Tarpon season is one of the most anticipated times of the year for local anglers. While it’s possible to encounter tarpon occasionally most every month of the year, May through July is the time savvy anglers turn their attention to pursuing them along area beaches. Their arrival in numbers is generally dependent on water temperature and the length of days. The magic number is debatable, but when water temperatures reach into the 70s ardent anglers take notice. When that number reaches the high 70s to low 80s, they mobilize.
For most anglers this isn’t a numbers game, it’s the pursuit, the surroundings and the spectacular fight that keeps them pinned to the bow. Tackle should always match the size of the quarry and it’s particularly important when fishing for Tarpon. Most anglers opt for a 20- to 30-pound spin and/or 11-12 weight fly outfits. A heavy bite tippet is required because the tarpons rasp-like mouth. Fly anglers generally use 60- to 80-pound tippet while spin anglers choose 70 to 100-pound test. While it might seem like a difficult task to land a tarpon on the fly, or any tackle for that matter, anglers who know the limits of their gear can land a tarpon in a surprisingly short period of time. The key is to apply maximum pressure from the hookup and never let up. Too many anglers “baby” their fish in a misguided attempt to land them. The truth is that the longer the fight, the better chance you have of losing.
A properly (IGFA approved) tied tarpon leader used by fly fishers is tied and tapered to accurately deliver the fly. The leader includes a class tippet (the weakest link) from 16-20 pounds that is doubled at both ends to soften the (shock) impact to the class tippet and bite tippet. Key to the whole equation is to have a very sharp hook as tarpon have extremely tough mouths. Conventional leaders vary from angler to angler, but a doubled standing line tied to a leader and then to the bite tippet with a blood knot or Albright Special is common.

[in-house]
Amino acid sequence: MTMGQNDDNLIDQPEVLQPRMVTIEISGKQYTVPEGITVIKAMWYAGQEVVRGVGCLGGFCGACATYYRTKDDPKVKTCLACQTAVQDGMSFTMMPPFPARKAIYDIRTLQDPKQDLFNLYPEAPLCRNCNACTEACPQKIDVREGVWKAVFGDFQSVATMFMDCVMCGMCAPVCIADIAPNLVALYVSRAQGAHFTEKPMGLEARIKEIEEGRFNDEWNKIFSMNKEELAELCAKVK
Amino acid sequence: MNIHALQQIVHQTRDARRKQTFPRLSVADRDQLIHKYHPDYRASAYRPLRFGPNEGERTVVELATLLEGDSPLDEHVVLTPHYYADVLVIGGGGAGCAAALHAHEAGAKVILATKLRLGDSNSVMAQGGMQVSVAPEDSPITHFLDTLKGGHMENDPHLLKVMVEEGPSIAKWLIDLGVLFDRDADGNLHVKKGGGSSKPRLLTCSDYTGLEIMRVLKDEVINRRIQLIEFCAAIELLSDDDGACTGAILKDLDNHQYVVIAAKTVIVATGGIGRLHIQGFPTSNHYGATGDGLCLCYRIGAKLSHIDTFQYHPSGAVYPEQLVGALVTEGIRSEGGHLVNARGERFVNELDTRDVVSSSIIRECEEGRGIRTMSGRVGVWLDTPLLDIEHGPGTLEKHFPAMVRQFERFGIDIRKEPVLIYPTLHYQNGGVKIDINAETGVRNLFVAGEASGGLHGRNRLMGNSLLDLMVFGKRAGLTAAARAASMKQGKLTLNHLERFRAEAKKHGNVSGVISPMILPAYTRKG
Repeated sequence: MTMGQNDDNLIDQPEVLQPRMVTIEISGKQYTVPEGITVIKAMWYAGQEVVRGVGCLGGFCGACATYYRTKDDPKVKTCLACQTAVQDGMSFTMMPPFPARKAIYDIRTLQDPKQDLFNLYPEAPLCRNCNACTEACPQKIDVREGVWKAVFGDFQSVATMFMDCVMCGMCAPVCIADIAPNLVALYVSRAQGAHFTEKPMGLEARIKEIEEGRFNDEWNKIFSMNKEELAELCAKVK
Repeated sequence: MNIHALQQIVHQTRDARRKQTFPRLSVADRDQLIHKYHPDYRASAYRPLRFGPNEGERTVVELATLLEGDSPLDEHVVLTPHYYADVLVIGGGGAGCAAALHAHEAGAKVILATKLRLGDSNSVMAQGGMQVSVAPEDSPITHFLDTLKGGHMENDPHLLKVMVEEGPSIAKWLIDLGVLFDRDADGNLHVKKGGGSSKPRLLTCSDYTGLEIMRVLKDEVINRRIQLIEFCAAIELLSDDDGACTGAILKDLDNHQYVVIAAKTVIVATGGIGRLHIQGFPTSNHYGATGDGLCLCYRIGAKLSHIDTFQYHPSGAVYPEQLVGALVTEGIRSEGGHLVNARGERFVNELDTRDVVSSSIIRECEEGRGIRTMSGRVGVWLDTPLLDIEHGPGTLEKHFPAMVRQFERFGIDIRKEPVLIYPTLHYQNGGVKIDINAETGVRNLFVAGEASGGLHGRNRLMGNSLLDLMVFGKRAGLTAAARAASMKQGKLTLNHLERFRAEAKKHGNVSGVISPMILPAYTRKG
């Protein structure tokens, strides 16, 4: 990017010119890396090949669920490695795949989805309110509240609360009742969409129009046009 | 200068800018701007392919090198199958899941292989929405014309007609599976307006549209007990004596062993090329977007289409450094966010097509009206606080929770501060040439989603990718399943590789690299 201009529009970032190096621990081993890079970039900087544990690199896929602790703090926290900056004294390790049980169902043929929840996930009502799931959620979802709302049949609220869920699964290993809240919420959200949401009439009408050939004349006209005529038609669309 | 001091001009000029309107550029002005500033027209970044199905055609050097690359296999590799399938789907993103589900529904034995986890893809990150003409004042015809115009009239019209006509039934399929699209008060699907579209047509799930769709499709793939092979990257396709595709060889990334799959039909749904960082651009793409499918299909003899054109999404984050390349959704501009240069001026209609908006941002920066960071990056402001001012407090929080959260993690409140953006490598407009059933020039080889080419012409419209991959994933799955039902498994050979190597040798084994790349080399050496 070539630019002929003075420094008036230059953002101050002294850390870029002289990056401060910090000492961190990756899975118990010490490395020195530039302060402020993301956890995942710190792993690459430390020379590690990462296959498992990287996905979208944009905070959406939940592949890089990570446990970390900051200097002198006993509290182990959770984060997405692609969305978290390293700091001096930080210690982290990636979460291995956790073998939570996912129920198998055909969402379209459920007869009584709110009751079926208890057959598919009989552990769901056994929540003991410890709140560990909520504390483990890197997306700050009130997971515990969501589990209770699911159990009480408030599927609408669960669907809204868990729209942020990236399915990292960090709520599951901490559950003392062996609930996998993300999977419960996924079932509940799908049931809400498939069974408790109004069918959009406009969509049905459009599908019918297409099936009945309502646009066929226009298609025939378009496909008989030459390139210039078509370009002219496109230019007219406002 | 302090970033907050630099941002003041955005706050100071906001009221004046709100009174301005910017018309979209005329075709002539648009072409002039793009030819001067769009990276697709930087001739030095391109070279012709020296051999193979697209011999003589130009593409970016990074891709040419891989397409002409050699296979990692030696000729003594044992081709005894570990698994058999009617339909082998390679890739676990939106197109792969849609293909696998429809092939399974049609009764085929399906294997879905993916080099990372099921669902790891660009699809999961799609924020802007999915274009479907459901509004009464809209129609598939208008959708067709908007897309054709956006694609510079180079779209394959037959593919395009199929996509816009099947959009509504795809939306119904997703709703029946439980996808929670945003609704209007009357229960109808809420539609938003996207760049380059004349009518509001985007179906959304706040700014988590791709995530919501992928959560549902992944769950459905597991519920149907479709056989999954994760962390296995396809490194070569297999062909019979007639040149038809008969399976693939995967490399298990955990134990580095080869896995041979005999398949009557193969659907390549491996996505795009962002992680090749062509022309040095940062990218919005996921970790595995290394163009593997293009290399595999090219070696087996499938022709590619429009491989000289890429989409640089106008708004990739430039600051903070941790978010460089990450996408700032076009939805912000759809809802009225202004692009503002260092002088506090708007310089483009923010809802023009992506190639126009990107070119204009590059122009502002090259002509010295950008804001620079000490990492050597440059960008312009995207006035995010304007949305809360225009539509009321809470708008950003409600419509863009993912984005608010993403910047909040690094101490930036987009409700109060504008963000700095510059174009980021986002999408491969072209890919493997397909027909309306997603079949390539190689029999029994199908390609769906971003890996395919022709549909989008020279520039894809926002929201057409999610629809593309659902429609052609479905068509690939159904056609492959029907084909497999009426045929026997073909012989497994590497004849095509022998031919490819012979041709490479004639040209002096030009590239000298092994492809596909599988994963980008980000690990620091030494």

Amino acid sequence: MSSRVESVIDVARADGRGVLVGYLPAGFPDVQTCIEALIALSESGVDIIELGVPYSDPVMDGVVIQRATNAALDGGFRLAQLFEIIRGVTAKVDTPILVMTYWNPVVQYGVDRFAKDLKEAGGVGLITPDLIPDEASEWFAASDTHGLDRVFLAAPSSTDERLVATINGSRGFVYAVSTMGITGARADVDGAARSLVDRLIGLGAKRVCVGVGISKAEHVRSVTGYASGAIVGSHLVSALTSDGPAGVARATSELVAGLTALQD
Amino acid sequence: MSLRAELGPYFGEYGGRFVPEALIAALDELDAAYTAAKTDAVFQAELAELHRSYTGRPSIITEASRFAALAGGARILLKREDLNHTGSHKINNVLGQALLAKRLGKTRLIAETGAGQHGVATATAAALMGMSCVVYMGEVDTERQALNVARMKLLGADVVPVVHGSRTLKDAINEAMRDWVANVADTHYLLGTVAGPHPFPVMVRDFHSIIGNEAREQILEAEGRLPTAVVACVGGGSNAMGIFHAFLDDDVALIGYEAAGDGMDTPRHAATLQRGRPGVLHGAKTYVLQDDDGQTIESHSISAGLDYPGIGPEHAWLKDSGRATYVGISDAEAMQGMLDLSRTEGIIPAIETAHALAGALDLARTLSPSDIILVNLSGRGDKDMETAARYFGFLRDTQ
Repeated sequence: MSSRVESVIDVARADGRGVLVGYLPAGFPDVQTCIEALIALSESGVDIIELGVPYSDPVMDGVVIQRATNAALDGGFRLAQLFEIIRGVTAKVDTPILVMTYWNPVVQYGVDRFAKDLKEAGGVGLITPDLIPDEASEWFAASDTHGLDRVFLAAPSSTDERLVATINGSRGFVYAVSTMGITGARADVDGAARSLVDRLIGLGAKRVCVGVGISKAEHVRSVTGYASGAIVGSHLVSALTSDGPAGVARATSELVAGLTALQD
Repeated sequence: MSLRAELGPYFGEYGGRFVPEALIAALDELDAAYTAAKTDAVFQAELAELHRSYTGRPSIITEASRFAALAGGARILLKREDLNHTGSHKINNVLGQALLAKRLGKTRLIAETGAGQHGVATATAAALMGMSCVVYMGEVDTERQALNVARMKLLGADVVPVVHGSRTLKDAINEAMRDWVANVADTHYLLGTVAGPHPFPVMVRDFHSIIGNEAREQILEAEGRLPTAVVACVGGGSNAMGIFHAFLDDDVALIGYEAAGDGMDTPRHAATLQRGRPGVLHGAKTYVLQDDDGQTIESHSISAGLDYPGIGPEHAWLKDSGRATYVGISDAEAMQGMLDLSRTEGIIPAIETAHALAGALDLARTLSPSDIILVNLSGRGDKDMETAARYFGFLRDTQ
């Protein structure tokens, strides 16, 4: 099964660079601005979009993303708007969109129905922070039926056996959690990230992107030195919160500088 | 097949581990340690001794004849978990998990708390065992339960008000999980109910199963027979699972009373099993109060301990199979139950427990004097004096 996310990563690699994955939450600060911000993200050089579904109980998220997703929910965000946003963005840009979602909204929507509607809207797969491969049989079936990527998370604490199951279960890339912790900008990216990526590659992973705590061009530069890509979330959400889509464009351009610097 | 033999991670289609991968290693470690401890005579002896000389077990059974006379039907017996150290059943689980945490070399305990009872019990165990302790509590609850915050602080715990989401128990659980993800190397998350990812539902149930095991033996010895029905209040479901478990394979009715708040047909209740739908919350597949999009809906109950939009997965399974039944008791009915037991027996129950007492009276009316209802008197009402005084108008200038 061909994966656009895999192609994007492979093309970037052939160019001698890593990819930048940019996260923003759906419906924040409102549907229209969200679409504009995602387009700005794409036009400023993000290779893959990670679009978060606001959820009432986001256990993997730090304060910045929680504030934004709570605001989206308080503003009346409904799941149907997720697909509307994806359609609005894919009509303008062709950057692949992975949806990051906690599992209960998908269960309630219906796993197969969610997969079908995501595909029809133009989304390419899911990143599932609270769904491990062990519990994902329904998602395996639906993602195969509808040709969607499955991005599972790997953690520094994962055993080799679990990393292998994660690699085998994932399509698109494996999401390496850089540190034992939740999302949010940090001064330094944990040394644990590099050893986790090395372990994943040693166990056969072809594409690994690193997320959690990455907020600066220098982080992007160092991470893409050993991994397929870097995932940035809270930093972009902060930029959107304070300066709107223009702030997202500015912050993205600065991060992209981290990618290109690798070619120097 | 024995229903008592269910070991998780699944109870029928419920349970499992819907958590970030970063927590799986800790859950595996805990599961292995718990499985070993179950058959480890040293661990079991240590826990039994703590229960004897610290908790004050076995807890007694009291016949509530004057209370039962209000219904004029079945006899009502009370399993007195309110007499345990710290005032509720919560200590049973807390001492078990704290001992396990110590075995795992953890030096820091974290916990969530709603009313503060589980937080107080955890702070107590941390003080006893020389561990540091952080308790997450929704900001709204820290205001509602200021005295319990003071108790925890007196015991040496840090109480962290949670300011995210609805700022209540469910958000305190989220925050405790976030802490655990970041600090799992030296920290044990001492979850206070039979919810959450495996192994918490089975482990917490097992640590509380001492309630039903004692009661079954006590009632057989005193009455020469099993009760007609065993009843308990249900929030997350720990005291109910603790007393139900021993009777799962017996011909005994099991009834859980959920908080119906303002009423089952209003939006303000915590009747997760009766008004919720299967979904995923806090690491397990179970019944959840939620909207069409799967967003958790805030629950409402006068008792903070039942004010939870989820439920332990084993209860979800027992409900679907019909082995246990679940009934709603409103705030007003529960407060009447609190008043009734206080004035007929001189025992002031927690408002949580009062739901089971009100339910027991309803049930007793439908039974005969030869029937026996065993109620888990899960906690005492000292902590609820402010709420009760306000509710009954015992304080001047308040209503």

Flies vary from the classic splayed feather Key’s style to more complex designs like the Toad, various baitfish imitations and Paolo worm flies. Some fly anglers are not concerned with landing a tarpon, preferring to just enjoy the hunt, the hookup and the jumps that usually follow the hook set. They use light bite tippets which allows the tarpon to work through the leader with their abrasive mouths. The key to landing tarpon on the fly is accuracy. The fly must be placed perfectly, moved in a precise direction relative to the fish and be at the tarpon’s depth, preferably right on their nose. Even when all these factors come together, there’s still about a 50% chance that the tarpon will reject the fly.
A key point is to be aware of your surroundings and courteous when tarpon fishing. Don’t try to run down a school of tarpon. If another boat is working a school, find another or hopscotch wide around for a shot. Tarpon fishing is all catch and release unless you’ve purchased a special tarpon tag. It is also illegal to take tarpon over 40 inches out of the water. Try tarpon fishing on your own or, better yet, hire one of the many excellent local guides. That will be money well spent.